Tuesday, February 10, 2009

The Book of Nehemiah

The Book of Nehemiah has a lot in common with the Book of Ezra. Like Ezra, it is a first-person account of the return of the “Jews” – Nehemiah, too, uses the new word – from Babylon to Jerusalem. It recounts some of the same events, and indeed contains some of the same lists of how many of which people went where, and when. The same lists, that is, with only enough deviation to disturb the mood of a strict literalist. How many descendents of Arah returned from Babylon to Jerusalem, for instance? Ezra (2:5) says 775; Nehemiah (7:10) says 652. Can’t be both!

Nehemiah, the man, starts off as a cupbearer to (one of the) King Artixerxes(es) in Babylon. One day, noticing that his servant looks glum, the king asks him, well, why the long face? Nehemiah says that he is sad because his ancestral city lies in ruins. Artixerxes asks what Nehemiah would like him to do about it. Nehemiah says send me to the city in Judah where my fathers are buried so that I can rebuild it. (2:5)

Counter to what you might expect, Artixerxes says “sure thing!” He throws in a substantial allocation of timber from the royal forests, and letters to the local governors, who can not be expected to be enthused about this project. One assumes that ol’ Arti might have had some ulterior motives having to do with regional geopolitics, but who knows? Maybe he just really liked pleasing his servants. Or maybe, as the text implies, he was being manipulated by God in all this.

Class Relations in Early Second Temple Jerusalem: The Rough Guide

The first half of the text is largely an account of the rebuilding of Jerusalem’s walls, recounted in great detail. Ezra appears prominently in the second half of the text, as the priest who leads a great religious revival in the rebuilt city. Again, the accounts of events in the Books of Ezra and Nehemiah line up pretty well. Here, as in Ezra, what is presented as the glorious rebirth of the Israelite kingdom leaves a distinct impression of a ruling elite, back from Babylon, imposing a strict and unwelcome authority on an underclass of locals whose grandparents escaped the captivity.

When the walls are first completed, for instance, there is a big rally in the city. Ezra reads from the Laws of Moses, and a posse of Levites either clarify or interpret – it’s not clear – the text to the assembled people. Then you get this interesting passage:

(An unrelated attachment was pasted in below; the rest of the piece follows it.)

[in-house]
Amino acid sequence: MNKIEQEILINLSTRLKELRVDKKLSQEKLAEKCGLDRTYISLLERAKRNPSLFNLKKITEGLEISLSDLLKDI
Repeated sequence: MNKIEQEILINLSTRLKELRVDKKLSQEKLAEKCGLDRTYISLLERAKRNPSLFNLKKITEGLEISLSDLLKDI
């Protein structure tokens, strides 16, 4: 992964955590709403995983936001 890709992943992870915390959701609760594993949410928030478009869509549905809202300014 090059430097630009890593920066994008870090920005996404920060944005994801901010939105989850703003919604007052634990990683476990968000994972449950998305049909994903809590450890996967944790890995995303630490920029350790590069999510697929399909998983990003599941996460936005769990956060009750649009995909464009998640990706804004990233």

Then Nehemiah the governor, Ezra the priest and scribe, and the Levites who were instructing the people said to them all, “This day is sacred to the Lord your God. Do not mourn or weep.” For all the people had been weeping as they listened to the words of the Law.

Nehemiah said, “Go and enjoy choice food and sweet drinks, and send some to those who have nothing prepared. This day is sacred to our Lord. Do not grieve, for the joy of the Lord is your strength.”

The Levites calmed all the people, saying “Be still, for this is a sacred day. Do not grieve.”

Then all the people went away to eat and drink, to send portions of food and to celebrate with great joy, because they now understood the words that had been made known to them. (8:9-12)

Well, maybe. But when a large group of people is weeping and agitated when laws are being read to them, it’s a reasonable inference that these laws are being forced upon them, and they are mourning their humiliation and loss of freedom. Somehow the offer of snacks and drinks seems fairly cynical in this light, and the sudden “celebration with great joy” perhaps an overstatement? But who knows. I wasn’t there.

Nor was I there when all of the people decided to join their brothers the nobles, and bind themselves with a curse and an oath to follow the Law of God given through Moses. (10:29) It’s interesting and revealing that the people of Judah suddenly have “nobles” – they never did before – and even more interesting that they would unanimously adopt the rigorous laws of Moses, with its strict limitations on personal and economic freedom and its steep taxation of crops and flocks for the benefit of the priesthood.

Nehemiah, like Ezra, wants to take some credit for the ethnic cleansing of Judah. In the final chapter of his book, the narrative takes the form of a prayer, in which he reminds God of various virtuous acts he has carried out. These include a very strict reimposition of the Sabbath, expulsion from Israel of all who were of foreign descent, and the physical punishment or exile of those whose close relatives married outsiders.

Remember me with favor, O my God, the Book ends, and one has to wonder. On the one hand, this is a man who clearly made critical contributions to the ability of one of history’s most influential small cultures to endure. And, doubtless it is sheer anachronism to judge his more draconian measures against the human rights ideals of the current day. But at the same time, I don’t think that every citizen of Judah felt that the governorship of Nehemiah was an occasion to “celebrate with great joy.” And I feel some measure of sorrow for the losses of those nameless Israelites, all those centuries ago.

1 comment:

Eversaved said...

Oh, my.

I really enjoy reading this blog. When I read Nehemiah myself years ago when I was still a deeply religious person, I had such a different interpretation. Probably it was aided by my study Bible notes, which were really apologetics blurbs to scare off any problems a reader might have with the text before they had a chance to really plant a seed.

I'm really excited about Esther!!